So, if you get a chance, please call your representative in the House today and let them know you will hold them accountable for if they vote for this legislation selling out America to the giant food industries poisoning our food.  The choice for my colleagues is simple.  Are they going to finally stand up for average Americans who are bearing the brunt of Republican culture of corruption or are they going to continue to sell out American to their special friends in big industries writing our legislation? Hold them accountable over this legislation today.

Thank you again for all your words of encouragement and making me feel so welcome in this community.  I am set to have a long day on the Hill this morning and afternoon with multiple hearings including a big one on lobbying reform.  So I may not be able to respond to your comments today, however please do provide your feedback because I will be making sure to reading all of your thoughts in response to my posts.  As I wrote last week your suggestions and feedback are invaluable to our work in the Rules Committee as try to incorporate lot of your ideas into our work on the Hill. Thanks again. - LMS

Originally posted to Rep Louise Slaughter on Thu Mar 02, 2006 at 06:00 AM PST.

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Comment Preferences

  •  Recommended! (4.00)
    Thank you, as always, Rep. Slaughter.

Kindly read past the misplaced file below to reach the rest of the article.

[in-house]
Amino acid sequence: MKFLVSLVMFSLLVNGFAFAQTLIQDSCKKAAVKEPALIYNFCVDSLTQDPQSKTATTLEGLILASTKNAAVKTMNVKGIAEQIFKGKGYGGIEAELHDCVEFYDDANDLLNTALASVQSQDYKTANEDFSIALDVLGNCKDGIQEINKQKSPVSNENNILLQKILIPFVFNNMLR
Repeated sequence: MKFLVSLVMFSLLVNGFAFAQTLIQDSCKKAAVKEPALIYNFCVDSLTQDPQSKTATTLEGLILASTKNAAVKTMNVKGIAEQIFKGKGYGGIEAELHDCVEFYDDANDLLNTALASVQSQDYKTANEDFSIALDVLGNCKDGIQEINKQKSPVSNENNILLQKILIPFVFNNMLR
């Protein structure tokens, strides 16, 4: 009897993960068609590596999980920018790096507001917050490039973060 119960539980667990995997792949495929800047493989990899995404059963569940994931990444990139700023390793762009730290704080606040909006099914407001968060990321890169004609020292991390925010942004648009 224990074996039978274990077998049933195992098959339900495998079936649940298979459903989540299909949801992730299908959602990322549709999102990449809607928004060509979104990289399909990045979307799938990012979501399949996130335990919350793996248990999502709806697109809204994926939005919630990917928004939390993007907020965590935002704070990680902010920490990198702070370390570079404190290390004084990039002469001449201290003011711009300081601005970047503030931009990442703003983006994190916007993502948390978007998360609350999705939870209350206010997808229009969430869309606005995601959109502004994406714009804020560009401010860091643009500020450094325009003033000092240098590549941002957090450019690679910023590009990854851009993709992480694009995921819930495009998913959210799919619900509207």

And, with due respect, regarding


    Please only recommend this diary if you think others should see the information I'm posting.

      we know how this works already - thanks.

    I don't like country music, but I don't mean to denigrate those who do. And for the people who like country music, denigrate means 'put down.'- Bob Newhart

    by condoleaser on Thu Mar 02, 2006 at 06:00:28 AM PST

    •  Recommended as well ... (none)
      Time to jamm up those Hill phone lines.
      •  this is very important (4.00)
        I'm so glad this made the Rec List. A couple diaries have been posted calling for action on this, but I was sad to see they were pretty much overlooked. Here are the links to them, because they both include more information.

        •  By the way (4.00)
          I wrote one of those diaries. Action Alert; National Uniformity for Food Act received 9 recommendations and my comment still sits at (none/1). I worked hard to get out this message.